Foreign and Defense Policy, Defense

Pentagon can run, but it can’t hide from sequestration’s consequences

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President Obama’s forthcoming defense budget is the first to “fully reflect the transition DoD is making after 13 years of war.” The budget guidance seeks to further refine the President’s guidance from 2012 and focus on four key missions for the US military while acknowledging that US military dominance can “no longer be taken for granted.”

Not only is that true, American superiority is already at risk or waning across the services and domains. This is one of the primary reasons the Pentagon’s 2015 budget plan spanning five-years will present a variety of off-ramps for policymakers. Given slight breathing room under the Ryan-Murray budget agreement—which still locked in $45 billion in 2015 defense cuts compared to the President’s request—Pentagon leaders were able to postpone many of the biggest consequences considered in last year’s strategic review.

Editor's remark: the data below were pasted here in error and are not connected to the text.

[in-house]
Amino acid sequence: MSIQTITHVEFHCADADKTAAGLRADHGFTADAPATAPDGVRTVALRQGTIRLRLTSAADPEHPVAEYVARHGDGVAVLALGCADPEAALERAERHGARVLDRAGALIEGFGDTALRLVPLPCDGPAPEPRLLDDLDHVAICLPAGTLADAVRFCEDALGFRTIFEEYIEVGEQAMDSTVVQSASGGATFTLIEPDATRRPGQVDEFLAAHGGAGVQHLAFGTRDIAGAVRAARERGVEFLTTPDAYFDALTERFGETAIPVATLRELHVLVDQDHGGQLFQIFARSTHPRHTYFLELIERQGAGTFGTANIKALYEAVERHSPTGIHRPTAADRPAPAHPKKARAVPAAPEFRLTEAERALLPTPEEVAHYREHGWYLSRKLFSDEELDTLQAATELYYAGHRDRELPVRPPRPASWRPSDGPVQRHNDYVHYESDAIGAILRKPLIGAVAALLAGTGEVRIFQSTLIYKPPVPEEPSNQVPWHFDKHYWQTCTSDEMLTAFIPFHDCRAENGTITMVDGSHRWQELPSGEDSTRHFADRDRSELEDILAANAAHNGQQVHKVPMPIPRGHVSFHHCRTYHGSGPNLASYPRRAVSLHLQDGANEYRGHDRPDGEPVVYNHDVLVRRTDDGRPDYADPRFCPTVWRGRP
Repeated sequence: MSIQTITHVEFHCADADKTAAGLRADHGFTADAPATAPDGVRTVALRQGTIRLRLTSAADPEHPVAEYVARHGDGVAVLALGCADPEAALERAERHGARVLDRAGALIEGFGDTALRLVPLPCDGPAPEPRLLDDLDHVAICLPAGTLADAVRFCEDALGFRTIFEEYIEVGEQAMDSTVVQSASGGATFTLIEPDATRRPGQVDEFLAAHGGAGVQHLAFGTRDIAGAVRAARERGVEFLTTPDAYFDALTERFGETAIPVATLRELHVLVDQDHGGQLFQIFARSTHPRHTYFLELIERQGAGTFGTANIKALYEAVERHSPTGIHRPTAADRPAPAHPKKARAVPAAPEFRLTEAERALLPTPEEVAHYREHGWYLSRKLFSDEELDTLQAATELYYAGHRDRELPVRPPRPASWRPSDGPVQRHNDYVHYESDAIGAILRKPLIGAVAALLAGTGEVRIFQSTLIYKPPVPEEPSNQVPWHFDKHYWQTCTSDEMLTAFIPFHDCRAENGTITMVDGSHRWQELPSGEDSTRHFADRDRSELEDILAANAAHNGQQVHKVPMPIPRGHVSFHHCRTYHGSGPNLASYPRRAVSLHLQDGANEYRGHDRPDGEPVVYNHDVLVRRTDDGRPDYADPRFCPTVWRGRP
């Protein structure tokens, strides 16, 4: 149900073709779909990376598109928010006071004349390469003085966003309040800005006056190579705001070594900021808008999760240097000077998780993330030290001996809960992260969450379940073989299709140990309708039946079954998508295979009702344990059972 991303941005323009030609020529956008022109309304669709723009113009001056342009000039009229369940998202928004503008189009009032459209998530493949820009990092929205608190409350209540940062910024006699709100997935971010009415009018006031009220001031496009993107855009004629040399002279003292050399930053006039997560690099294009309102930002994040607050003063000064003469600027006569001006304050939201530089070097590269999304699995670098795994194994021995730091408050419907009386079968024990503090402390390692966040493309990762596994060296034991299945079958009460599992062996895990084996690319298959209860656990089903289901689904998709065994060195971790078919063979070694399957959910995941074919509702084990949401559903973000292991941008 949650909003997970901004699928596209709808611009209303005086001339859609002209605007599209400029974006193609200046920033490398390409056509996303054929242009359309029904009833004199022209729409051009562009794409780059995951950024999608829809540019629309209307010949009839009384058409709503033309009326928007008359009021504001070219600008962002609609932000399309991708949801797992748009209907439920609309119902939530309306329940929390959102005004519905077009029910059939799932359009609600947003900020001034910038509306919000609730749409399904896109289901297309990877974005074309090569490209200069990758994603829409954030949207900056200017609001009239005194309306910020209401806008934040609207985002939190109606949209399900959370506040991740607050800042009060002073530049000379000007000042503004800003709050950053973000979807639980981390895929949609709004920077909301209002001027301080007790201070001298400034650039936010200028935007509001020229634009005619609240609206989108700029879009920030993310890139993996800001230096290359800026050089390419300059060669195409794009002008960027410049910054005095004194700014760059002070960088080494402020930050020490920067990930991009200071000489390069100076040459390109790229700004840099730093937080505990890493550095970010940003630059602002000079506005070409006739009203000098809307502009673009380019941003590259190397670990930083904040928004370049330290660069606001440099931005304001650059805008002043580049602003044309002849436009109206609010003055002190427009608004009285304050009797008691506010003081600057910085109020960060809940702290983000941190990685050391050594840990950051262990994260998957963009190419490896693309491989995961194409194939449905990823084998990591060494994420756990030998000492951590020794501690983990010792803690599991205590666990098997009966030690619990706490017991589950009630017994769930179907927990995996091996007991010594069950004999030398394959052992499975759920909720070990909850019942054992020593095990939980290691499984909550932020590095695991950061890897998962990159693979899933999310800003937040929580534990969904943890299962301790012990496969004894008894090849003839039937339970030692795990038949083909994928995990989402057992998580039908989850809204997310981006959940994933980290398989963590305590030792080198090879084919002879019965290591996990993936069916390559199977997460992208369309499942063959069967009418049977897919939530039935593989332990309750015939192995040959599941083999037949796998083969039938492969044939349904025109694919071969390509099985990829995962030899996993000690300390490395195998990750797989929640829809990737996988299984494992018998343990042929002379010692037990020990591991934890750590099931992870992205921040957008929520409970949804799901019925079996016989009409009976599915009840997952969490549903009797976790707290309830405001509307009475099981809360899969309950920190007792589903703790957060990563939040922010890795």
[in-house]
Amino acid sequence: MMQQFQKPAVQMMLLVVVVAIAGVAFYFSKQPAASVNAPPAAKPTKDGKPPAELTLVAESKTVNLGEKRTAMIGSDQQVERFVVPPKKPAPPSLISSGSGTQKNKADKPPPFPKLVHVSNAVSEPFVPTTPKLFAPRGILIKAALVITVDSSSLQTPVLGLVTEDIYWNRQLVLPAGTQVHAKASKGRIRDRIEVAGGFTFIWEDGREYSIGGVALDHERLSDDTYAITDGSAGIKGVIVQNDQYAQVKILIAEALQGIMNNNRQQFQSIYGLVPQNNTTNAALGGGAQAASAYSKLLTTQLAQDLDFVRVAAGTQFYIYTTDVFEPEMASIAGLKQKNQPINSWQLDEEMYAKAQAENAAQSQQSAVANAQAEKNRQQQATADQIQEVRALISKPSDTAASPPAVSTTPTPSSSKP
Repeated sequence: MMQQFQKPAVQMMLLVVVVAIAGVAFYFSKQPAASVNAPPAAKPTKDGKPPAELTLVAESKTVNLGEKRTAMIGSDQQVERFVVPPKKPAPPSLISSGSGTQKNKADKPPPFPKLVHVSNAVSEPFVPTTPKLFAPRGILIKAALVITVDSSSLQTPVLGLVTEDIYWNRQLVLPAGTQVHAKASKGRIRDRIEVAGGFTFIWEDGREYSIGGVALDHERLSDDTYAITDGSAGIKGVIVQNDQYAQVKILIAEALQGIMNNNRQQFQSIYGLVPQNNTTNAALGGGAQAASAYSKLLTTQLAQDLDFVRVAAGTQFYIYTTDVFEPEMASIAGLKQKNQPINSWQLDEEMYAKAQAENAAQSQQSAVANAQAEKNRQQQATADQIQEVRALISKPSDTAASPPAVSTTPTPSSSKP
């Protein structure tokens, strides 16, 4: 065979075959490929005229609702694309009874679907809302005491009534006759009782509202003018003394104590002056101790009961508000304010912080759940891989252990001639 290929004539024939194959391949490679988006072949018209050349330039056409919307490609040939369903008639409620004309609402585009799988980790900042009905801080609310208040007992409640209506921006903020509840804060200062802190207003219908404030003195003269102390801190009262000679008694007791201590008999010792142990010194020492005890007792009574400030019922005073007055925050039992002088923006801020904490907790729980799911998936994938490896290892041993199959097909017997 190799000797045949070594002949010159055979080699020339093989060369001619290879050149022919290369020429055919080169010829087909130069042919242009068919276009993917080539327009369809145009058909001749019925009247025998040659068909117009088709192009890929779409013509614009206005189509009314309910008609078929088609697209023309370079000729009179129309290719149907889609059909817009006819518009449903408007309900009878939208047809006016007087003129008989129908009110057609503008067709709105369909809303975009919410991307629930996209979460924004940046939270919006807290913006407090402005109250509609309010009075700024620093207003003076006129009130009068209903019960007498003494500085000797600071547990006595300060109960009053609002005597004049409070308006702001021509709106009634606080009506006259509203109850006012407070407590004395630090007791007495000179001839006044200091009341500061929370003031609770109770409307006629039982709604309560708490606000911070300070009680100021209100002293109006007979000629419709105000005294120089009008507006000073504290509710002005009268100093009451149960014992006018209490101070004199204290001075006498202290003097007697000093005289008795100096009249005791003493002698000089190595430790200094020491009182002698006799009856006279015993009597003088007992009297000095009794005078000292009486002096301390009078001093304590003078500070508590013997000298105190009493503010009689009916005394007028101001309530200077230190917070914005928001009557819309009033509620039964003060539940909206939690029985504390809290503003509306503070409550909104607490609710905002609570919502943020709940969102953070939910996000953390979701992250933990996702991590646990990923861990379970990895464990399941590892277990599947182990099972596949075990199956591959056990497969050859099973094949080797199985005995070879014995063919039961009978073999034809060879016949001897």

Following all the decisions about what is sacrificed in the budget is additional clarity for Congress on further consequences should they keep sequestration on the books for the rest of the decade. For the Air Force, this would mean not only retiring all the A-10s and U-2s as called for in this year’s budget but also cutting the Joint Strike Fighter, retiring the KC-10 tanker fleet and shrinking the Global Hawk block 40 purchase. The Army will shrink further under current plans and would drop to 420,000 active duty soldiers if sequestration sticks. The Navy will cut the Littoral Combat Ship program by 20 ships, and it will lose 10 major surface combatants without additional budget relief.

Secretary of Defense Chuck Hagel is also putting forward new and needed proposals aimed at reining in overhead costs with the hopes of getting Congressional approval. The budget calls for reducing subsidies to military commissaries, asking for a small contribution to housing benefits from service members and providing a modest pay raise of 1%.